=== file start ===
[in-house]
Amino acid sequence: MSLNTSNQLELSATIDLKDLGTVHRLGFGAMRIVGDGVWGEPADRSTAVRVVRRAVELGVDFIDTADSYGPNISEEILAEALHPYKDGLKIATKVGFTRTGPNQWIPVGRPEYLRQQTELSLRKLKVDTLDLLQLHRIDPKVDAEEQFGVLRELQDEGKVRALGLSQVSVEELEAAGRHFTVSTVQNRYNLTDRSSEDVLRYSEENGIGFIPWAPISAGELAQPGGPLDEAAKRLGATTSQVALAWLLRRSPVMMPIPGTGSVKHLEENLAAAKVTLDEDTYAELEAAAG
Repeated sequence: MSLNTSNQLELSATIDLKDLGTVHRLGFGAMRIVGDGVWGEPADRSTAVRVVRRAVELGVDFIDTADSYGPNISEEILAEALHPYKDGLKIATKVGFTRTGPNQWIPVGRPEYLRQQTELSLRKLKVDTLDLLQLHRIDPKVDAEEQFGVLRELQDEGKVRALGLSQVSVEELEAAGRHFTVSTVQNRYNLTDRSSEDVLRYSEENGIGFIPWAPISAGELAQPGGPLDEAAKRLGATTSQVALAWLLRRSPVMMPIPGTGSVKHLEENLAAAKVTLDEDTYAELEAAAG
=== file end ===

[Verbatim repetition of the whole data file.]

[in-house]
Amino acid sequence: MSLNTSNQLELSATIDLKDLGTVHRLGFGAMRIVGDGVWGEPADRSTAVRVVRRAVELGVDFIDTADSYGPNISEEILAEALHPYKDGLKIATKVGFTRTGPNQWIPVGRPEYLRQQTELSLRKLKVDTLDLLQLHRIDPKVDAEEQFGVLRELQDEGKVRALGLSQVSVEELEAAGRHFTVSTVQNRYNLTDRSSEDVLRYSEENGIGFIPWAPISAGELAQPGGPLDEAAKRLGATTSQVALAWLLRRSPVMMPIPGTGSVKHLEENLAAAKVTLDEDTYAELEAAAG
Repeated sequence: MSLNTSNQLELSATIDLKDLGTVHRLGFGAMRIVGDGVWGEPADRSTAVRVVRRAVELGVDFIDTADSYGPNISEEILAEALHPYKDGLKIATKVGFTRTGPNQWIPVGRPEYLRQQTELSLRKLKVDTLDLLQLHRIDPKVDAEEQFGVLRELQDEGKVRALGLSQVSVEELEAAGRHFTVSTVQNRYNLTDRSSEDVLRYSEENGIGFIPWAPISAGELAQPGGPLDEAAKRLGATTSQVALAWLLRRSPVMMPIPGTGSVKHLEENLAAAKVTLDEDTYAELEAAAG